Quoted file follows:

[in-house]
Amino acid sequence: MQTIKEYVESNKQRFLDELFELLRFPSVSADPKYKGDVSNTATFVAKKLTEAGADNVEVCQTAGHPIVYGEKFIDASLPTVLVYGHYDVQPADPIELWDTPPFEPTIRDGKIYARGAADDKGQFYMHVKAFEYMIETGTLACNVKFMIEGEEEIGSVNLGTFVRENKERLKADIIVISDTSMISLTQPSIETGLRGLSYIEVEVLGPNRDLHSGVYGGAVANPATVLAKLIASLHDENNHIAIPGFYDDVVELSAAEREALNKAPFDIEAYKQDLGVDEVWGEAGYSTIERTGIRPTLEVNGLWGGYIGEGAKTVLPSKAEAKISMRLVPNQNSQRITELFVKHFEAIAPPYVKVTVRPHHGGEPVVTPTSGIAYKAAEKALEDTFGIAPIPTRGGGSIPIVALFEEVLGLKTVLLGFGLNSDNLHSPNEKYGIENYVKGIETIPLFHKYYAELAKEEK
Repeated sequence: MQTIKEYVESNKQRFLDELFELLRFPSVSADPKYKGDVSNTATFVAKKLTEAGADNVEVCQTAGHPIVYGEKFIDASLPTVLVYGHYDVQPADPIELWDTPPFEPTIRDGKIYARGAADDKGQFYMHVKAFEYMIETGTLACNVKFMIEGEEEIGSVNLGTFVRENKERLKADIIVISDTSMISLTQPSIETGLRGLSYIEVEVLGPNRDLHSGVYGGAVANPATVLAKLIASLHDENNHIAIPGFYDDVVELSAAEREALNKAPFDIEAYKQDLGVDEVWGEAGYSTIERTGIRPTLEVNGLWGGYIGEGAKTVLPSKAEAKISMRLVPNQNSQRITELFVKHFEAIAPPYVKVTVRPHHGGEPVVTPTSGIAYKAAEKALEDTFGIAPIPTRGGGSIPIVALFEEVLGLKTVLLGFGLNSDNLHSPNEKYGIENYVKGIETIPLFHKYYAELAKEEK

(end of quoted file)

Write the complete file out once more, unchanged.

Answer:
[in-house]
Amino acid sequence: MQTIKEYVESNKQRFLDELFELLRFPSVSADPKYKGDVSNTATFVAKKLTEAGADNVEVCQTAGHPIVYGEKFIDASLPTVLVYGHYDVQPADPIELWDTPPFEPTIRDGKIYARGAADDKGQFYMHVKAFEYMIETGTLACNVKFMIEGEEEIGSVNLGTFVRENKERLKADIIVISDTSMISLTQPSIETGLRGLSYIEVEVLGPNRDLHSGVYGGAVANPATVLAKLIASLHDENNHIAIPGFYDDVVELSAAEREALNKAPFDIEAYKQDLGVDEVWGEAGYSTIERTGIRPTLEVNGLWGGYIGEGAKTVLPSKAEAKISMRLVPNQNSQRITELFVKHFEAIAPPYVKVTVRPHHGGEPVVTPTSGIAYKAAEKALEDTFGIAPIPTRGGGSIPIVALFEEVLGLKTVLLGFGLNSDNLHSPNEKYGIENYVKGIETIPLFHKYYAELAKEEK
Repeated sequence: MQTIKEYVESNKQRFLDELFELLRFPSVSADPKYKGDVSNTATFVAKKLTEAGADNVEVCQTAGHPIVYGEKFIDASLPTVLVYGHYDVQPADPIELWDTPPFEPTIRDGKIYARGAADDKGQFYMHVKAFEYMIETGTLACNVKFMIEGEEEIGSVNLGTFVRENKERLKADIIVISDTSMISLTQPSIETGLRGLSYIEVEVLGPNRDLHSGVYGGAVANPATVLAKLIASLHDENNHIAIPGFYDDVVELSAAEREALNKAPFDIEAYKQDLGVDEVWGEAGYSTIERTGIRPTLEVNGLWGGYIGEGAKTVLPSKAEAKISMRLVPNQNSQRITELFVKHFEAIAPPYVKVTVRPHHGGEPVVTPTSGIAYKAAEKALEDTFGIAPIPTRGGGSIPIVALFEEVLGLKTVLLGFGLNSDNLHSPNEKYGIENYVKGIETIPLFHKYYAELAKEEK